A resistor R6 is connected in series with a resistor R7 between the other end of capacitor C8 and the junction between resistor R5 and capacitor C7. A further resistor R8 is connected between ground and the junction between resistors R6 and R7.

The other end of capacitor C14 is connected to the anode of isolation diode D1, to one contact of jack connector 34, and to one end of a resistor R9, the other end of which is connected to ground. The cathode of diode D1 is connected to the cathode of diode D2 from the other channel circuit and to the input of the fast and slow AGC circuits. The fast AGC circuit includes a diode D3 having its anode connected to the cathodes of diodes D1 and D2 and having its cathode connected to one side of a capacitor C19. The other side of capacitor C19 is connected to ground. The junction between diode D3 and capacitor C19 is connected to the anode of diode D4 which has its cathode connected to the common gain control signal line. The slow AGC circuit includes a resistor R10 connected at one end to the cathodes of diodes D1 and D2 and at its other end to one side of a capacitor C20. The other side of capacitor C20 is connected to ground. The junction between resistor R10 and capacitor C20 is connected to the anode of a diode D5, the cathode of which is connected to the cathode of diode D4 and to the common gain control signal line.

The control box 39 is illustrated schematically as receiving the two channel output signals via cable 38. These signals are adjustable in amplitude via volume controls 41 and 42, respectively, before being applied to the earphone jack 63. The signals are also passed to jack 44 without passing through volume controls 41 and 42 so that they may be used by another user via another control box 39'.

The amplifier circuit employs capacitors C3, C4, C5 and C7 and resistors R3 and R5 as part of a filter circuit to shape the frequency response of the overall amplifier. The overall system provides a frequency response with a relatively high gain section between 3,000 and 6,000 Hz. The high gain section is preferably flat between 4,500 and 6,000 Hz. A roll-off is provided below 200 Hz. Resistors R6, R7 and R8 serve to attenuate the signal passed from the pre-amplifier stage to the gain-control stage so that the resulting range of the signal is useful in the present invention. Without such attenuation, the overall gain of the particular chip 62 (namely, the HA1361) would provide too much signal level for use in the device of the present invention. Capacitor C6 and resistor R4 represent a typical load circuit employed across a transistor amplifier wherein the low resistance resistor determines the impedance above the RC cut-off frequency, but the frequency variable capacitive impedance controls the impedance below the cut-off frequency.

The AGC unit operation depends upon the fact that capacitor C19 in the fast AGC circuit has a much lower capacitance than does capacitor C20 in the slow AGC circuit. In addition, the impedance of the charge or attack path for capacitor C19 is much less than that for capacitor C20. The charge or attack time constant for the slow AGC capacitor C20 is on the order of 100 milliseconds whereas the charge or attack time for capacitor C19 in the fast AGC circuit is on the order of 100 microseconds. Thus, capacitor C20 will charge relatively slowly and then maintain the gain in both channels at some level corresponding to the average amplitude of the higher amplitude signal picked up by microphones 23 and 24. As this average amplitude decreases, the gain in the two channels is increased; likewise, as the average amplitude increases, the gain in the two channels is decreased. As a result, the output signals transmitted to the earphones remain in a predetermined amplitude range. In this regard, capacitor C20 charges through resistor R10 to establish the gain control signal level through diode D5. Discharge of capacitor C20 is through resistor R10 and the reverse current flow paths of diodes D1 and D2 connected in parallel. The reverse impedance of each of these diodes is on the order of 200,000 Ohms, thereby providing a very long time constant (on the order of 10 seconds) for discharge or decay of capacitor C20.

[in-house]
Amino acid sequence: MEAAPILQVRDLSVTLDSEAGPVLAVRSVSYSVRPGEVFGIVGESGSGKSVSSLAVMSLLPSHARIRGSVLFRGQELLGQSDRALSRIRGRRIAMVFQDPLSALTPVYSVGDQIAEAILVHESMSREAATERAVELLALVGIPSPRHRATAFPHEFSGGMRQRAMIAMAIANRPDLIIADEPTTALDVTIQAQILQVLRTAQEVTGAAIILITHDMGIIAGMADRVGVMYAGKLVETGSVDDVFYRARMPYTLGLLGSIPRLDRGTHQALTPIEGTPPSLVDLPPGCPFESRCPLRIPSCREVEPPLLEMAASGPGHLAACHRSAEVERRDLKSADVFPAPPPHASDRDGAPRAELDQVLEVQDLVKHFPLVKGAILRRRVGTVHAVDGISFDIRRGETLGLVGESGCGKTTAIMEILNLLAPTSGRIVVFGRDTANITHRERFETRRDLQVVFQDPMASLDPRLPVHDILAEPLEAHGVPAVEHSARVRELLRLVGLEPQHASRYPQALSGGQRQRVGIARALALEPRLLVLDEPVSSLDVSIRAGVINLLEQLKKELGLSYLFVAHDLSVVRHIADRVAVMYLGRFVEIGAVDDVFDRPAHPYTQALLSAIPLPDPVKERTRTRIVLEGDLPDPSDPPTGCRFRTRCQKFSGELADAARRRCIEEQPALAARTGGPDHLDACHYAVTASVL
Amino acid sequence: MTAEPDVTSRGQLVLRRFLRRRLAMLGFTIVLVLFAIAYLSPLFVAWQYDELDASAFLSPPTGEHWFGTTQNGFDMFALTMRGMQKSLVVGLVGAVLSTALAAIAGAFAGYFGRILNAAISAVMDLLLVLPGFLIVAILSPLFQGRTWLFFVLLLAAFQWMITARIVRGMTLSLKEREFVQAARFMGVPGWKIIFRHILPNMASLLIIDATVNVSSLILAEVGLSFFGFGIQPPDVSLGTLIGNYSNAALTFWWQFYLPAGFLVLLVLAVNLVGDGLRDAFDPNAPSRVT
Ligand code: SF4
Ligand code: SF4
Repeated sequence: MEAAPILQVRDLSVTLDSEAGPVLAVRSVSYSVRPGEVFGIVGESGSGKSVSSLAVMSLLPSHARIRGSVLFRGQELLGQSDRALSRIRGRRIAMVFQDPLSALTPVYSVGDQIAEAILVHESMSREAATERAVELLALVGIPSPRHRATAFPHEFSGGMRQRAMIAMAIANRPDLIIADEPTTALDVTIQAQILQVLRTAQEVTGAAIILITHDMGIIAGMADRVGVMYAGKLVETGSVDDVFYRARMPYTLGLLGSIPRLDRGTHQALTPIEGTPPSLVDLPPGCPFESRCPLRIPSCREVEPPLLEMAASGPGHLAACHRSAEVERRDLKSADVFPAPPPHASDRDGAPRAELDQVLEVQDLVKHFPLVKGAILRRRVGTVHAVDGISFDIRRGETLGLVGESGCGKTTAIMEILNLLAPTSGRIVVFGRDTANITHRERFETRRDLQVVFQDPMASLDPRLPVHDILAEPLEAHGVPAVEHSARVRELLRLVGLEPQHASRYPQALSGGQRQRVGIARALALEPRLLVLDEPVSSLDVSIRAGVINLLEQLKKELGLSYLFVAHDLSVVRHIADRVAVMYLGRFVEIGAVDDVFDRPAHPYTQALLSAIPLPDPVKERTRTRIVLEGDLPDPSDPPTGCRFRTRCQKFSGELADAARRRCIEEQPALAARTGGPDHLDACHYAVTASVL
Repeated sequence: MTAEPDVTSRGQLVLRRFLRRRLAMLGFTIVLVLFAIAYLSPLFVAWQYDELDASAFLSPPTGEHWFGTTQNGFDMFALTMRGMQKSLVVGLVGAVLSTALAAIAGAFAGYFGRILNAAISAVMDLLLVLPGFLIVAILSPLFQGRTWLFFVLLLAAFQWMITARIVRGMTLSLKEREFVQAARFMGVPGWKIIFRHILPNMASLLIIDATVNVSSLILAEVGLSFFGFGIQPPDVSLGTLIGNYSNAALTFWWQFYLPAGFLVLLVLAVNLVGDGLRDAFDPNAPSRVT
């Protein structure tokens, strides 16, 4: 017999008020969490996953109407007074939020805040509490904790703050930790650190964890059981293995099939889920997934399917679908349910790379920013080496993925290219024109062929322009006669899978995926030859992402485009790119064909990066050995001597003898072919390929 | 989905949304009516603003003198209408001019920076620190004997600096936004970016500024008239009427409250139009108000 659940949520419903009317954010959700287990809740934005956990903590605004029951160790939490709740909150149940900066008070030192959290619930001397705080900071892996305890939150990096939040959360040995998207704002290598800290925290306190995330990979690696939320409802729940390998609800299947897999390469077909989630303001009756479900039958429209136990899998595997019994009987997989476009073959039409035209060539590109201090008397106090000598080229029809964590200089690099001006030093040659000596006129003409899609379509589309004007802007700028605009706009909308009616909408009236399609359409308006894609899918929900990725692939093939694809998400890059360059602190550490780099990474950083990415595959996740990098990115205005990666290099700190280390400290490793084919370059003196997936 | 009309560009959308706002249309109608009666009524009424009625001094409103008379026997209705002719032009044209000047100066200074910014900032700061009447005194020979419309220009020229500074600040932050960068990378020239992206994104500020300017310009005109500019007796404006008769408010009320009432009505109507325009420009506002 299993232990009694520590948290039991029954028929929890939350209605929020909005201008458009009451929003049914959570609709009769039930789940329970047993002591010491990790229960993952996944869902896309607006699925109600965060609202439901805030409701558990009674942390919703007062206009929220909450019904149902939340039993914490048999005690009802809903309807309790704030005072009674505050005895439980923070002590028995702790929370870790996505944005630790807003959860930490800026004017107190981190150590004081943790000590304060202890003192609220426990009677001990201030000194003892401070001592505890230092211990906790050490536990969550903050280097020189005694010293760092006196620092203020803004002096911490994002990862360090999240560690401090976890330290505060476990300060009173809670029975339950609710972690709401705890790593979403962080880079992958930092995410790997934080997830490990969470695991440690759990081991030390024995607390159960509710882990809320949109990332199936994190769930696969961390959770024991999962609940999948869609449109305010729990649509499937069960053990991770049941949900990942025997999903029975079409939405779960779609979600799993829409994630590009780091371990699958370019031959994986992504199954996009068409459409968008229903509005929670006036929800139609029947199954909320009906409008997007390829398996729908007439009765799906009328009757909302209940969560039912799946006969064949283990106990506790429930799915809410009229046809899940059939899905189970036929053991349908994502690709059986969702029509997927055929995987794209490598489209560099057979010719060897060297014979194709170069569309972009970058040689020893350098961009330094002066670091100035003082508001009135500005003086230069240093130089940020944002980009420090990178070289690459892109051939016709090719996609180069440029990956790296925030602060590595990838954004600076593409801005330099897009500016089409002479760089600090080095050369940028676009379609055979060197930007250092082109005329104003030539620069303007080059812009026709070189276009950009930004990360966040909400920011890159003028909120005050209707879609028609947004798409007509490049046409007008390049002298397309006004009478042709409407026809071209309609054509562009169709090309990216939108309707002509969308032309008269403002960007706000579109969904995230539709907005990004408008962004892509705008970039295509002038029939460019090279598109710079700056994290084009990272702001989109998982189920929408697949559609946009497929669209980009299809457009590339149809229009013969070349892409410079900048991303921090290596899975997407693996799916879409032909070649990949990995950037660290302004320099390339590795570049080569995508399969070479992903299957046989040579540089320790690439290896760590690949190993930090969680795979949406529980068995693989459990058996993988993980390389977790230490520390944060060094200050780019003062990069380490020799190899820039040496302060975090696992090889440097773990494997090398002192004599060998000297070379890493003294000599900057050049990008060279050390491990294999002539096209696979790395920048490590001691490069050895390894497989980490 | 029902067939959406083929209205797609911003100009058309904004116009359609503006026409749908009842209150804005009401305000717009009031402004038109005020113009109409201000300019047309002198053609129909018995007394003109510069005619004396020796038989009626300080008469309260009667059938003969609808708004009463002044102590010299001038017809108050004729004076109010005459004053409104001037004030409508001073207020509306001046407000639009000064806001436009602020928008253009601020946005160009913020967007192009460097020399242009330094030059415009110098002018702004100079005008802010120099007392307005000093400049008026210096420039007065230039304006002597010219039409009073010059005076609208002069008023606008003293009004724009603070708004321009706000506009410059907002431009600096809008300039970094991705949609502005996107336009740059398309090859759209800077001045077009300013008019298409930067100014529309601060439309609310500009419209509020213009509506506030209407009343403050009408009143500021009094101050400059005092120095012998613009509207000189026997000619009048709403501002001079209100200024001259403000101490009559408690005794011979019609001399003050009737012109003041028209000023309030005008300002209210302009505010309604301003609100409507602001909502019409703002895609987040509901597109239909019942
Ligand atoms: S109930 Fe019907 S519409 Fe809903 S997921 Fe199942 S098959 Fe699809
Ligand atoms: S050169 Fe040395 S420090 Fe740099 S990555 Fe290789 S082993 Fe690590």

The charge path for the fast AGC capacitor C19 is through diode D3 in the forward direction. Sudden amplitude increases in the higher amplitude signal from diodes D1 and D2 effect rapid charge of capacitor C19, assuming that such increase is above the conduction threshold of diode D3. The rapid charge provided across capacitor C19 is passed through diode D4 to the common gain control signal line to quickly reduce the gain in both channels and thereby prevent sudden loud noises from passing through the system. It is important, however, that the system does not inhibit the onset of all sounds; otherwise, the initial portion of a spoken word might be lost due to the gain control arrangement. The threshold established by diode D3 is employed to prevent capacitor C19 from charging in response to sudden "normal" level sounds. In this respect, diode D3 is a silicon diode as compared to diodes D1, D2, D4 and D5 which are germanium diodes. The forward voltage drop or threshold of silicon diodes is normally between 0.5 and 0.6 volts whereas the forward voltage drop of germanium diodes is on the order to 0.2 volts, or less. If a greater threshold for the fast AGC circuit is desired, two or more silicon diodes may be placed in series to serve as diode D3. Alternatively, a combination of silicon and germanium diodes may be so used. This discrimination between sudden sharp noises and the onset of normal level sounds is one of the important aspects of the present invention.